TAMIU Political Science Student Zapata Presents at National Conference

TAMIU Political Science Graduate Student
Zapata Presents at National Conference

Nestled within the Texas A&M International University College of Arts and Sciences Department of Social Sciences and Department of Humanities is the Master’s Program in History and Political Thought. The Program is smaller than other program siblings, but these budding political scientists are starting to make an impact.

Lorena Zapata

Texas A&M International University graduate student Lorena Zapata (BA, ’14) presented her original research at the Midwest Political Science Conference in Chicago.

Graduate student Lorena Zapata (BA, ’14) recently presented her original research at the Midwest Political Science Conference in Chicago recently.

Zapata presented “The Political Trajectory of Simón Bolivar from Liberator to Tyrant.”

“I had a great time presenting in Chicago and interacting with fellow political science majors,” Zapata said.

She made the trip along with her research advisor, Dr. Alia Paroo, TAMIU assistant professor of history.

Zapata’s research focused on Bolivar’s trajectory over time and analyzed whether or not Bolivar possessed tyrannical ideals that affected his politics later in life.

“Taking into consideration changes in Bolivar’s political philosophy over time, my research focused on whether or not Bolivar was a despot; what led him to change from a young idealist into an autocrat; to what degree did he actually become a tyrant. I found that Bolivar was an effective military leader and that Latin America would not be what it is today without him,” Zapata explained.

“It is important to remember Bolivar for his early idealism and for liberating South America from Spain, but one should not ignore his failures as a political leader and the impact he had on the region’s future even though he initially strived for the establishment of a liberal republic,” she added.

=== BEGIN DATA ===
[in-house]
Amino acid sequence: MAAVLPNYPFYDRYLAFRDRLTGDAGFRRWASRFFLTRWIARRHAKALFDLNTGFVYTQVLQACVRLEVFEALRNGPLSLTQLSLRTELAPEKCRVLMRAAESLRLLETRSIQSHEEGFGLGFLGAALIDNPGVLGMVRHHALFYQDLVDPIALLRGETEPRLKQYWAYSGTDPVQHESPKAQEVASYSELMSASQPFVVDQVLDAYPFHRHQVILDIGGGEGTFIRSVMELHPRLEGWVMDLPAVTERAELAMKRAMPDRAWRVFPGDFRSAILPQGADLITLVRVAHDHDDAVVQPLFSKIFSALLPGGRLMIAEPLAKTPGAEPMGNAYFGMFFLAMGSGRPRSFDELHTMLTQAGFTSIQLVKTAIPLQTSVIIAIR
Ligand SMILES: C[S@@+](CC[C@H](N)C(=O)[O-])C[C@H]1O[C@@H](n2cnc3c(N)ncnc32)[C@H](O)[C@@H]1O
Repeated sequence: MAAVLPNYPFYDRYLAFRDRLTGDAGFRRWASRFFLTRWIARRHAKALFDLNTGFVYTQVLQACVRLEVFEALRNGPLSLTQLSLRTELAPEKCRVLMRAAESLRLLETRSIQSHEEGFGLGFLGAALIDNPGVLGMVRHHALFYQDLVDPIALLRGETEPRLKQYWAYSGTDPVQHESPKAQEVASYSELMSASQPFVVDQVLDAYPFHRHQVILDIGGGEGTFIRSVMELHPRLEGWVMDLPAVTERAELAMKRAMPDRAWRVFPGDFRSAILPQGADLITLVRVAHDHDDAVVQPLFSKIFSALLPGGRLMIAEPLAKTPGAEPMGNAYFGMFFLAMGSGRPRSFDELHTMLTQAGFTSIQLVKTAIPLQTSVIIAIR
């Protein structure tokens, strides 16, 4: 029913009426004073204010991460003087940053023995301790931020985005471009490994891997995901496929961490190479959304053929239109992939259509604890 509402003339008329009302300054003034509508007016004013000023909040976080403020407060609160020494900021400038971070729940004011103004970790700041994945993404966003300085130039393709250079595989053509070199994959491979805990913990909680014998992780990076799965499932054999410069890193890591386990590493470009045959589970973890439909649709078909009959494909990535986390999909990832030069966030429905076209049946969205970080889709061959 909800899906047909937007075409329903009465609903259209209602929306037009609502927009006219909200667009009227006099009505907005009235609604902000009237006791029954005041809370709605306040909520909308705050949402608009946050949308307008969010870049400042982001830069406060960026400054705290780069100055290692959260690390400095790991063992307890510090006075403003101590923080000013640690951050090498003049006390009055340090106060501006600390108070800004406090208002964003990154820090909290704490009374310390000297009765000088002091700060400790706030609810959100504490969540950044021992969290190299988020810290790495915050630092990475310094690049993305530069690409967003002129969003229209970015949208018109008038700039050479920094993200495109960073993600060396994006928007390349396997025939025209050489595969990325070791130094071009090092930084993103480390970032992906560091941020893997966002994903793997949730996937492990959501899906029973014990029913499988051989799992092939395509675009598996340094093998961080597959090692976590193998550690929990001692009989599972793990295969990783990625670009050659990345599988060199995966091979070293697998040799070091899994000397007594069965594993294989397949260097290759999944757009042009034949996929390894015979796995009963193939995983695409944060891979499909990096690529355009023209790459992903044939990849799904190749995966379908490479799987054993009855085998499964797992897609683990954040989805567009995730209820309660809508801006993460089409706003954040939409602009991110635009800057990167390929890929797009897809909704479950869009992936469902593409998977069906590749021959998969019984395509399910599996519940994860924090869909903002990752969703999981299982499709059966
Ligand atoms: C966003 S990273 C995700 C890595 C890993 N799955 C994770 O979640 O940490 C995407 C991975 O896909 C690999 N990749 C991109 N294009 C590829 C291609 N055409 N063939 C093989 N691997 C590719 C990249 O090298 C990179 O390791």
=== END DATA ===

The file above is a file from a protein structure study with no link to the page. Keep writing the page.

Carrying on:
Zapata, who wrote her undergraduate honors thesis about Latin America, participated in the Harvard College Initiative for Latin American Relations last Fall.

Dr. Mark Menaldo, director, History and Political Thought Program, encouraged Zapata to present at the Midwest Political Science Conference.

“Lorena’s research is an example of the unique cross-disciplinary approach that the Master’s Program encourages its students to adopt,” said Dr. Menaldo.  

“The best memory about this trip was getting to know students who had similar interests as mine. For example, I met a student who was interested in gender inequality and poverty in Latin America. That was so captivating,” Zapata said.

She encourages other students to apply to the Conference in the future.

“It is a great opportunity to meet individuals and learn from them,” Zapata said.

“I would like to thank Dr. Menaldo for encouraging me to apply, Dr. Paroo and Dr. Aaron Olivas for being my advisors for my research, and Dean Tom Mitchell and the College of Arts and Sciences for making it all possible,” she said.

For more information, contact Menaldo at mark.menaldo@tamiu.edu or 326.2651 or visit offices in Dr. F.M. Canseco Hall, room 313A.

University office hours are 8 a.m. – 5 p.m., Monday – Friday.

Journalists who need additional information or help with media requests and interviews should contact the Office of Public Relations, Marketing and Information Services at prmis@tamiu.edu